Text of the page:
Information and Communication Technology (ICT) is once again an area of concern, with 18 of the 32 departments reporting that they had experienced some difficulty in either recruiting or retaining ICT staff. Difficulties in recruiting or retaining policy analysts, advisors, and finance staff were also common. This could be due to a mismatch between the supply and demand of staff in these areas. The HRC survey shows that the ICT Professionals and Technicians group had the second highest increase in staff number, following the Advisors and Policy Analysts group.

Fourteen of the 32 departments reported that their recruitment or retention difficulties had resulted in higher workloads or increased pressure on staff. Ten departments mentioned that roles were left vacant for longer than anticipated as a result of the difficulties.

High market demand was mentioned by 18 of the 32 departments as a likely cause of the difficulties. Other commonly reported factors include a shortage of specialised skills, and difficulty competing with market salaries or meeting the financial expectations of applicants.

The most frequently mentioned response to overcome recruitment difficulties was to change the recruitment strategy. This is a broad category, but includes advertising through different channels and using informal networks to recruit staff.

Skill gaps in current staff in management, leadership and Māori responsiveness were widespread across the Public Service, with 10 or more departments mentioning skill gaps in each of these areas. Policy departments were far more likely than service departments to report skill gaps in current staff.

Redundancy payments

In the year to June 2008, 165 employees received redundancy payments, a decrease of four from the previous year (refer to Table 6). These payments had an average value of $47,482, up from $45,645 in 2007. Redundancy payments were made by 22 departments with six departments accounting for more than 60% of redundancies.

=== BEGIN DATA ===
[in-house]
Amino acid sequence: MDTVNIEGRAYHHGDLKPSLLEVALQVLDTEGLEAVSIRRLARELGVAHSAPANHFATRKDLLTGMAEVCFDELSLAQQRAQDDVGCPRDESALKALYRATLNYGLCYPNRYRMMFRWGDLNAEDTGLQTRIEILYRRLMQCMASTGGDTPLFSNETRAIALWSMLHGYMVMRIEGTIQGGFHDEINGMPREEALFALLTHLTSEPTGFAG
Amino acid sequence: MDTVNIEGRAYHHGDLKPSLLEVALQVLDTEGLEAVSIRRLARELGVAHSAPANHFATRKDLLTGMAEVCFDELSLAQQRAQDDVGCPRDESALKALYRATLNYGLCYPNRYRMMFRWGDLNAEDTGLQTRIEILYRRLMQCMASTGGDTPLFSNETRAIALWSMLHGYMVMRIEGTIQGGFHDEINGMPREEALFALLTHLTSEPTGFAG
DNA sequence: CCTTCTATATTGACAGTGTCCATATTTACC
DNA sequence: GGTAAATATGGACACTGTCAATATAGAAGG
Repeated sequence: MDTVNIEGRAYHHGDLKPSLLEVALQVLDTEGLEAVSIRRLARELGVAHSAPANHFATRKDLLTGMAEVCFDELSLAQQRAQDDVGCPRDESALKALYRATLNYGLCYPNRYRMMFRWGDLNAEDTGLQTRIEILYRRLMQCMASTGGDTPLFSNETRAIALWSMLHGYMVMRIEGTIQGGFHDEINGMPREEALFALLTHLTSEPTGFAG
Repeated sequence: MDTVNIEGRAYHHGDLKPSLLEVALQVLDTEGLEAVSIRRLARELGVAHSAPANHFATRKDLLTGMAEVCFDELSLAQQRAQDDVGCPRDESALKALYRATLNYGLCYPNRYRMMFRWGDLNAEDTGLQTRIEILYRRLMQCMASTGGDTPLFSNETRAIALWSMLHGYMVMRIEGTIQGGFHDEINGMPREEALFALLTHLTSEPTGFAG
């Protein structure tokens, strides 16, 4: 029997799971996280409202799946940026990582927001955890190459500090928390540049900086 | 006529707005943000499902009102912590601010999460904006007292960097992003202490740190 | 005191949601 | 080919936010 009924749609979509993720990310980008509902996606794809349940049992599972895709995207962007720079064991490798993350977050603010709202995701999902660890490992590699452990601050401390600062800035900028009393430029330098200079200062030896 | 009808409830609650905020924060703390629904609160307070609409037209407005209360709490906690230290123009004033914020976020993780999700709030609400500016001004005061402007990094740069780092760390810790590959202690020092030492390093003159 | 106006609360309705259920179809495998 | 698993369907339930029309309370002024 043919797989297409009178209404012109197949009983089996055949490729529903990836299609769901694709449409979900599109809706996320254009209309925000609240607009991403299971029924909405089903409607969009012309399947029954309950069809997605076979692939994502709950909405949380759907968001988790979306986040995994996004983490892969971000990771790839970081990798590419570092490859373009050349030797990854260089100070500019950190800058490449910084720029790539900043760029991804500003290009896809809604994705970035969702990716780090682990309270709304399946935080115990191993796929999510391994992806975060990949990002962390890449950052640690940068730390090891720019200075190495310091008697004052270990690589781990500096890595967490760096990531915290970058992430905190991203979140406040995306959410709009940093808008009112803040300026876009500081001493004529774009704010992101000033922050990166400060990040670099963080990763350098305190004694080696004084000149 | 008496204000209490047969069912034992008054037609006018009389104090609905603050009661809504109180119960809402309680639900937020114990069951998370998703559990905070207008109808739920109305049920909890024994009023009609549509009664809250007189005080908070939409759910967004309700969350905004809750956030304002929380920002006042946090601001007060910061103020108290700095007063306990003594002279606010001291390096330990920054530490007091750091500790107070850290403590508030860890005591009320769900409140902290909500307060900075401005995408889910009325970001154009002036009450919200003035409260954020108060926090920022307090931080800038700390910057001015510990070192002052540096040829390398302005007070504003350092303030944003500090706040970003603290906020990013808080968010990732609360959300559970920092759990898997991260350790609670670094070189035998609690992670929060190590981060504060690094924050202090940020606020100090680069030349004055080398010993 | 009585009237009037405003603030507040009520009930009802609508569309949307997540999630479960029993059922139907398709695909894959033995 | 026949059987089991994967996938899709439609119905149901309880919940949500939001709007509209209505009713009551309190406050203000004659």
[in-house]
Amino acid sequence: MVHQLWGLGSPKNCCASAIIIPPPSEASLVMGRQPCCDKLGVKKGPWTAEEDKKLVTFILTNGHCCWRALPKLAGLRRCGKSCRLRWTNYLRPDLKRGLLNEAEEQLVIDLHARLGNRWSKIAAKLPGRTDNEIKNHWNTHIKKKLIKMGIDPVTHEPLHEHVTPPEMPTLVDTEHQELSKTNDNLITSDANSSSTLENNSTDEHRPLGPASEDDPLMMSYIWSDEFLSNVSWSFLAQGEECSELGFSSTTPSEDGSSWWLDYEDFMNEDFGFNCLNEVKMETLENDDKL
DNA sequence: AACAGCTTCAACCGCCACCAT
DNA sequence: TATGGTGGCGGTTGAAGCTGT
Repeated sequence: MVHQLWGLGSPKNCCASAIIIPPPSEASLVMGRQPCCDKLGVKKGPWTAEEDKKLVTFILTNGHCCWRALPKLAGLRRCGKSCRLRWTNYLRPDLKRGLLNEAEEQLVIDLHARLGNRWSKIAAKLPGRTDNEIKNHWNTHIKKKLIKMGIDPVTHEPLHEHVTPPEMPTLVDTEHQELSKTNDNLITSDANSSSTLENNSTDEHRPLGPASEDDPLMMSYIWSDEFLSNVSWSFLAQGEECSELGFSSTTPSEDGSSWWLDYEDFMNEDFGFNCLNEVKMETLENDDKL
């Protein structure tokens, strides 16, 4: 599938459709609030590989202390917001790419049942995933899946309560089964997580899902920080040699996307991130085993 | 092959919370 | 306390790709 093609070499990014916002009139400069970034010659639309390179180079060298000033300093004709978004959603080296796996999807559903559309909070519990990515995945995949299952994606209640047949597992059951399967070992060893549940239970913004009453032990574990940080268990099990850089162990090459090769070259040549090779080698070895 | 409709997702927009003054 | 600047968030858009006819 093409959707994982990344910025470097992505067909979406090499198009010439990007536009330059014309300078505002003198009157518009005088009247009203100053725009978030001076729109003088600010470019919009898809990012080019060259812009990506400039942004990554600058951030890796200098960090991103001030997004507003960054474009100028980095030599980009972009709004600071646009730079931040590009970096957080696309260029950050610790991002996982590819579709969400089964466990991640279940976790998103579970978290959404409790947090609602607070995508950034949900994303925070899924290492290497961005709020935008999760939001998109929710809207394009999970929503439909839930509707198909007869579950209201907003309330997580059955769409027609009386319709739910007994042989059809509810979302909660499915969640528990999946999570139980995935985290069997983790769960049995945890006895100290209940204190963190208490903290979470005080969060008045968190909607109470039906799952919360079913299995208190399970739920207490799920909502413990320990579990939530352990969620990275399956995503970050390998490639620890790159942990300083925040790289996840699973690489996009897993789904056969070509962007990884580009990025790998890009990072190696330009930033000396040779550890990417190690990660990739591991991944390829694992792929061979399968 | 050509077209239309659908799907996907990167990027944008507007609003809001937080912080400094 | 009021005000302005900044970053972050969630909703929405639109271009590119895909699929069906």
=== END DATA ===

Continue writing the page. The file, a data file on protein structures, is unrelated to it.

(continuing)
Table 6. Redundancy payments, 2003 - 2008

 

2003

2004

2005

2006

2007

2008

Number of staff receiving redundancy payments

188

168

218

163

169

165

Average payment ($)

42,804

37,133

40,621

37,268

45,645

47,482

10 Core unplanned turnover is primarily due to resignations of open-term employees, but also includes retirements, dismissals, and death. Planned turnover includes cessations of staff on fixed-term employment agreements and cessations due to restructuring.

11 The turnover rate for the Public Service is derived from the exits from departments. As a result it includes movements between departments and so the actual level of 'loss' to the Public Service through unplanned exits is below the 15% reported here.

12 Occupations that are present in less than three departments and occupations with less than 100 staff have been excluded.

13 Previous service is recognised in different ways within the Public Service. Some departments only recognise service within the core Public Service; others recognise service from a wider number of organisations.